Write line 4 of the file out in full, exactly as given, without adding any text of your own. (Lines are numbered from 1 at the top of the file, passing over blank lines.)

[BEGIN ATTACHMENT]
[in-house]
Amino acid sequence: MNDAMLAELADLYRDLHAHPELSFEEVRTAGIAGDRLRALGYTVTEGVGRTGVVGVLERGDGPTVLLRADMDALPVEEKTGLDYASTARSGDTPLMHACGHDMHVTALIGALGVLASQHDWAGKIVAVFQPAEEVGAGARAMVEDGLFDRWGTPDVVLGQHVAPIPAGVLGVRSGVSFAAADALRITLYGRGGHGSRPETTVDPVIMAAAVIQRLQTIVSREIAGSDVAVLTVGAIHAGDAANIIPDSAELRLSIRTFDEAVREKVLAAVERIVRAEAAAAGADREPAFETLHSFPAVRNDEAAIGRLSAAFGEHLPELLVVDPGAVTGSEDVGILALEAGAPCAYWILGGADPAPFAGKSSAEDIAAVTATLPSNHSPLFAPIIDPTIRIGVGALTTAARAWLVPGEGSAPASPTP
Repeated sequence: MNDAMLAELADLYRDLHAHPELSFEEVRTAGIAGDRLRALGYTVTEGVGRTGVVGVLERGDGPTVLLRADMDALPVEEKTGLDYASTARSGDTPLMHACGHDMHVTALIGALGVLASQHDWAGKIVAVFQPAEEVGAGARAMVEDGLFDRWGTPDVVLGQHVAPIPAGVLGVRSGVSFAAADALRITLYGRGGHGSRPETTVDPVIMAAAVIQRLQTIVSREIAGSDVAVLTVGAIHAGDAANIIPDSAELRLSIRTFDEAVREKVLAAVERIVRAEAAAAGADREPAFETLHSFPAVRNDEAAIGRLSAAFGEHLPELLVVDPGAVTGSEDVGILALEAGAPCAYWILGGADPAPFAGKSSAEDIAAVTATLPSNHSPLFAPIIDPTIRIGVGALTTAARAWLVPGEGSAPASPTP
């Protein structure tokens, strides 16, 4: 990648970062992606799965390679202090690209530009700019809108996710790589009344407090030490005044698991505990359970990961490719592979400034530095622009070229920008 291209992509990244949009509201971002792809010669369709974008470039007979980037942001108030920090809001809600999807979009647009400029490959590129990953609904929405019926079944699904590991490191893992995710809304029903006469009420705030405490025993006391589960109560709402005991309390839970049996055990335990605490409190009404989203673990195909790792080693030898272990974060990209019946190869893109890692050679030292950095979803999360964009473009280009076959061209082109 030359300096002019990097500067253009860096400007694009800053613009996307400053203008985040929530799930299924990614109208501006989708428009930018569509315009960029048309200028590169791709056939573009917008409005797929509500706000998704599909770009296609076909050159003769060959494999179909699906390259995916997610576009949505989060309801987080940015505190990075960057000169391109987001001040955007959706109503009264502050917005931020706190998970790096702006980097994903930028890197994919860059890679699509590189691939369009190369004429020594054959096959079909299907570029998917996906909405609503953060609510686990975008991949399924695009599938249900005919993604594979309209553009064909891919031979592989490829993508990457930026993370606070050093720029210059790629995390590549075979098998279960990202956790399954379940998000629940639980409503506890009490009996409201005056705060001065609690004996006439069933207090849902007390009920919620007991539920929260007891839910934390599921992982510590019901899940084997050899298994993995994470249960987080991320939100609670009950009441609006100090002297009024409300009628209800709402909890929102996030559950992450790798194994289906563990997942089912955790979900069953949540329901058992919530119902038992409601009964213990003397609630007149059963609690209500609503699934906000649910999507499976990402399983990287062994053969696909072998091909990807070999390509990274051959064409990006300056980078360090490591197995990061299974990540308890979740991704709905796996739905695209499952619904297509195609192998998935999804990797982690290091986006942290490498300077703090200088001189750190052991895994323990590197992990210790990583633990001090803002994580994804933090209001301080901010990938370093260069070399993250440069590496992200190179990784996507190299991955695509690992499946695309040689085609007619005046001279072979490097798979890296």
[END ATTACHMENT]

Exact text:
């Protein structure tokens, strides 16, 4: 990648970062992606799965390679202090690209530009700019809108996710790589009344407090030490005044698991505990359970990961490719592979400034530095622009070229920008 291209992509990244949009509201971002792809010669369709974008470039007979980037942001108030920090809001809600999807979009647009400029490959590129990953609904929405019926079944699904590991490191893992995710809304029903006469009420705030405490025993006391589960109560709402005991309390839970049996055990335990605490409190009404989203673990195909790792080693030898272990974060990209019946190869893109890692050679030292950095979803999360964009473009280009076959061209082109 030359300096002019990097500067253009860096400007694009800053613009996307400053203008985040929530799930299924990614109208501006989708428009930018569509315009960029048309200028590169791709056939573009917008409005797929509500706000998704599909770009296609076909050159003769060959494999179909699906390259995916997610576009949505989060309801987080940015505190990075960057000169391109987001001040955007959706109503009264502050917005931020706190998970790096702006980097994903930028890197994919860059890679699509590189691939369009190369004429020594054959096959079909299907570029998917996906909405609503953060609510686990975008991949399924695009599938249900005919993604594979309209553009064909891919031979592989490829993508990457930026993370606070050093720029210059790629995390590549075979098998279960990202956790399954379940998000629940639980409503506890009490009996409201005056705060001065609690004996006439069933207090849902007390009920919620007991539920929260007891839910934390599921992982510590019901899940084997050899298994993995994470249960987080991320939100609670009950009441609006100090002297009024409300009628209800709402909890929102996030559950992450790798194994289906563990997942089912955790979900069953949540329901058992919530119902038992409601009964213990003397609630007149059963609690209500609503699934906000649910999507499976990402399983990287062994053969696909072998091909990807070999390509990274051959064409990006300056980078360090490591197995990061299974990540308890979740991704709905796996739905695209499952619904297509195609192998998935999804990797982690290091986006942290490498300077703090200088001189750190052991895994323990590197992990210790990583633990001090803002994580994804933090209001301080901010990938370093260069070399993250440069590496992200190179990784996507190299991955695509690992499946695309040689085609007619005046001279072979490097798979890296």